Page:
Gazette: What's the best piece of advice you learned in or took from Vietnam?
Ponessa: "When the guy was training me, going down the trail, anything could be booby trapped — even a stick laying in a funny direction. We had a guy get killed from a stick one time. It had a grenade under it. When it went off, it blew the stick right into him just like a shell. Usually if you went real slow and we used dogs a lot, the dogs would take the point and they'd find the trip wires and explosives, so if you had them along, it took a lot of the load. The dogs saved a lot of American lives. ...
"Even now, if I see a box on the road or piece of something. Before I even think, it's the first thing that hits my mind — don't touch it. A lot of people pull over, pick up a box and see what's in it. That's what they wanted you to do."
Gazette: Do you remember the first time you got into a firefight?
Ponessa: "There was a sniper in the tree, and I forget whether he hit the point man, but he took a shot at him. Well, then everybody just drops and just opens up and up to that point, I didn't know that you shot if you saw anything or not. You just started putting lead into the brush whether you saw anything or not. After five or 10 minutes, you stop and look around. You have this rush of adrenaline. You can almost become addicted to that after a while. ... When the firefight is over, you're just wringing wet because of the tension, the adrenaline. You might even have tears coming down your face just from this rush that's been inside you. When it leaves, you're just completely exhausted."
Gazette: What do you do after that?
Ponessa: "Usually, after a firefight, if you didn't have any wounded — if you did, you had to have a med-evac come in to take care of that — usually, the squad leader or platoon sergeant would say, 'Rock up,' and that meant that we'd have to get moving again."
Gazette: Was that hard to get going after that?
Ponessa: "The hardest part was when someone got wounded bad enough or killed and they were leaving and you knew they weren't coming back. The hardest part was to see that gap there. Of course, the next day there would be a new guy in that spot and that was his spot. That guy there if he was wounded or dead and that was the hardest part for a day or two thinking about that. Pretty soon after that, you got to know the new guy and you just kept on going.
" ... And then sometimes things happen. I had been med-evaced a couple of times for malaria and pyrrhea for my gums, and every time I was gone, it seemed like something happened. So I came back one time ... I had been gone three or four days and the whole squad was gone. They had hit a booby trap artillery and it took out like 12 guys. At that point, it was all new guys taking their place and they made me the squad leader because I had five or six months in country. Here I was with all new guys that didn't know nothing. ... It was pretty tense and dangerous when we have to take all new guys on a night ambush who just got there."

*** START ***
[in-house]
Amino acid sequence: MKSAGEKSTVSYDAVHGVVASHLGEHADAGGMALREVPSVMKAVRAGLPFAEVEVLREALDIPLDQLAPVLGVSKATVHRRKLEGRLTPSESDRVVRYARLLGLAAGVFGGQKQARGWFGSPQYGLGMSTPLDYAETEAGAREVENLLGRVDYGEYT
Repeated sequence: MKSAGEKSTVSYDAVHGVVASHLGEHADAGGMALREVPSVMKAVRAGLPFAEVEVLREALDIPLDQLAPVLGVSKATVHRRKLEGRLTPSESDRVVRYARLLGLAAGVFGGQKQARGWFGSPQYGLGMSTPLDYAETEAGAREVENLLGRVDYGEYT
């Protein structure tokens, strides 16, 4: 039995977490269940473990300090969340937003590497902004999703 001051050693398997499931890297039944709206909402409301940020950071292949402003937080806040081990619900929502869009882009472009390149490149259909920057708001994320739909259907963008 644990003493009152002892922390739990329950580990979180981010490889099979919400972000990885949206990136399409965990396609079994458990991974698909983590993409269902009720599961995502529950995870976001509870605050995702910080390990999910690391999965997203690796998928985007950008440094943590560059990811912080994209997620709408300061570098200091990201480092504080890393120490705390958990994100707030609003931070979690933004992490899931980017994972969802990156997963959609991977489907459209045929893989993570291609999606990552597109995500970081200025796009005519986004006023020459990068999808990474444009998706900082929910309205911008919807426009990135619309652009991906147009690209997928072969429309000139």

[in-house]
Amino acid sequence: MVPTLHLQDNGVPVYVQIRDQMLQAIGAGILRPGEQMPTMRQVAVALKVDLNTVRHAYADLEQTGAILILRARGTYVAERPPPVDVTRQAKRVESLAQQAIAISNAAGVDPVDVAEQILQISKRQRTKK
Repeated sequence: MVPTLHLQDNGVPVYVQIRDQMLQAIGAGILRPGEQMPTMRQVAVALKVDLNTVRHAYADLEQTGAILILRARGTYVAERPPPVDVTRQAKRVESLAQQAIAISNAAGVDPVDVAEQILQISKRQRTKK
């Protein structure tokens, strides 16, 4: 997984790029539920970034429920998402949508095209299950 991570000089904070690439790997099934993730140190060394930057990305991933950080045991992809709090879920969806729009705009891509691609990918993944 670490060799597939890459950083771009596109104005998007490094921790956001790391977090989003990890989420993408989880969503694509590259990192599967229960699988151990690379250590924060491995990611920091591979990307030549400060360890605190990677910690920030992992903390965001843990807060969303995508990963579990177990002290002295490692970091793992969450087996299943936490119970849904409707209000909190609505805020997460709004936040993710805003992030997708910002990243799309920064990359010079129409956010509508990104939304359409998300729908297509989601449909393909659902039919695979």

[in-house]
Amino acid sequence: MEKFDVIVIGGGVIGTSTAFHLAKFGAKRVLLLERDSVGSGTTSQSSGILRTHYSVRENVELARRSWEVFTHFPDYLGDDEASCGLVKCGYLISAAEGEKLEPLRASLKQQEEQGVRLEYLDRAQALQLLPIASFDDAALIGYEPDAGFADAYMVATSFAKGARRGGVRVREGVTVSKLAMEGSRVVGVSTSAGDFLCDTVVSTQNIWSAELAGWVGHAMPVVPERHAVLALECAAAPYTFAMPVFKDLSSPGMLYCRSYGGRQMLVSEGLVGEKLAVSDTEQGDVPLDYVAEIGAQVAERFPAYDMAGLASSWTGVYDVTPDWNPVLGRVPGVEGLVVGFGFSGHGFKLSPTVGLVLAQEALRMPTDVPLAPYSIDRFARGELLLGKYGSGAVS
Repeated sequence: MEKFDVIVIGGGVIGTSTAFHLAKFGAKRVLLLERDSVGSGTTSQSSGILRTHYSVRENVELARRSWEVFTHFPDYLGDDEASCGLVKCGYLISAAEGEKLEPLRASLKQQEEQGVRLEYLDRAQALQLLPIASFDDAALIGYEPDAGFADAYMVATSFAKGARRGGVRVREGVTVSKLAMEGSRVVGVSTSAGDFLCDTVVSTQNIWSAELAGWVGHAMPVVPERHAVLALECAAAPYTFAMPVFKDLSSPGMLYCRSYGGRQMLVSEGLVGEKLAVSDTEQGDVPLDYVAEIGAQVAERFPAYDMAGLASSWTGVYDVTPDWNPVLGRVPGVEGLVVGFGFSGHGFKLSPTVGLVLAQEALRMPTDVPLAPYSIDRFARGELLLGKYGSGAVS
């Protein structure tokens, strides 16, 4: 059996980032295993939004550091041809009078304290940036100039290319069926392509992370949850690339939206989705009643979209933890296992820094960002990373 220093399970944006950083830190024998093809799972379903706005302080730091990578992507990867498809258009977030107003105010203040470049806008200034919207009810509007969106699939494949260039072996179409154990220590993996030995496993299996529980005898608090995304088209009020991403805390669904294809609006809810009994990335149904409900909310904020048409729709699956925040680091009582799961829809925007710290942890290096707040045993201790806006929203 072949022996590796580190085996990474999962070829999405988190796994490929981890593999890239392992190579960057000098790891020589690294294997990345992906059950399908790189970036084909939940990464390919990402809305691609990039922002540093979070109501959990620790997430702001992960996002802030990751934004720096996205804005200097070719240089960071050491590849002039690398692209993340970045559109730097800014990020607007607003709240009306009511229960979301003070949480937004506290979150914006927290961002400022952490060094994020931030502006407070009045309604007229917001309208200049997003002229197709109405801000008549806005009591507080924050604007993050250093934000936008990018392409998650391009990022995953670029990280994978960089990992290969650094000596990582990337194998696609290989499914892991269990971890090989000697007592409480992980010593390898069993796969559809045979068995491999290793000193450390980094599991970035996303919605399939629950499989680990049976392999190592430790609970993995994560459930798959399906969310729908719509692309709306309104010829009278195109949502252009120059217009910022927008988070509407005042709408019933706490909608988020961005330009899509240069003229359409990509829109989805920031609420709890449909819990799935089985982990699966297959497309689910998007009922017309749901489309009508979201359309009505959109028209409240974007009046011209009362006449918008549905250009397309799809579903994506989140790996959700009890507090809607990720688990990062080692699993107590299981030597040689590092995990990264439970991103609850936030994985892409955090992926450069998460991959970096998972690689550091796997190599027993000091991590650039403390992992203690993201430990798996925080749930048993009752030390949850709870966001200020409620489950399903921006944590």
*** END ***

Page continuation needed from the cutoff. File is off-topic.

Gazette: How did you get the Russian SKS (assault rifle)?
Ponessa: "We had a big mission. It was supposed to be secret. Nothing over there ever was, but this time it actually was. They had taken us to Da Nang. It was going to be a battalion-sized mission, which was unheard of, like 400 guys, five companies on a mission.
"... They took us all to these big airplane hangars and locked us in there so nobody could talk to each other. They brought in these helicopters, just rows of them. This mission was going to be that the North Vietnamese had a radio that they were broadcasting with in this valley and they knew it was underground. So it was going to be this battalion-sized siege of this valley in one day.
"We had two or three trial runs where we thought we were going, and they'd rev up the engines and we'd run out onto them and they'd sit on the pad for a minute or two and shut them down. They did this a couple times until the second day. We thought it was just another trial run and we run out onto them and they take off. We're heading out for Happy Valley. It was a tributary of the Ashaa Valley. There was a lot of activity there. That's where most of our missions were.
"We get out there. We were all landing in different parts of the valley. Me and my squad, we were in one Huey. They set us down almost on top of this village.
"Everywhere we were going was considered enemy ground. Right when we're landing, you can see the fires and smoke from where they were cooking. They heard the Hueys and they were taking off.
"They set us on the edge (of the village) and we surround it and start searching it real careful because we figured it probably was booby trapped. Everybody was fanned out and I poked my head around the side of this grass hut, and there's this old guy looked like Ho Chi Minh sitting there. He had this SKS that is leaning next to me a few feet away. He's sitting there not doing nothing, just staring straight ahead. He looked like he was about 80 years old. He might have been just 40 or 50.
"I took aim at him and I told him to chuy hoi, which means to surrender. He put his arms up and he never reached for his weapon and I didn't shoot or anything. I go over to him and have him guarded. A couple more guys come around the corner and one of the guys was a translator, a South Vietnamese scout.
"We asked why he was there and no one else, and he said everybody else had run when they heard the helicopters coming, but he was too old to run or fight anymore. He said that if we wanted to kill him that he had no reason to live anymore. We didn't, but we tied him up, his hands and feet and put him on a Huey and sent him in as a prisoner. I don't know what happened after that, but that's how I acquired the weapon."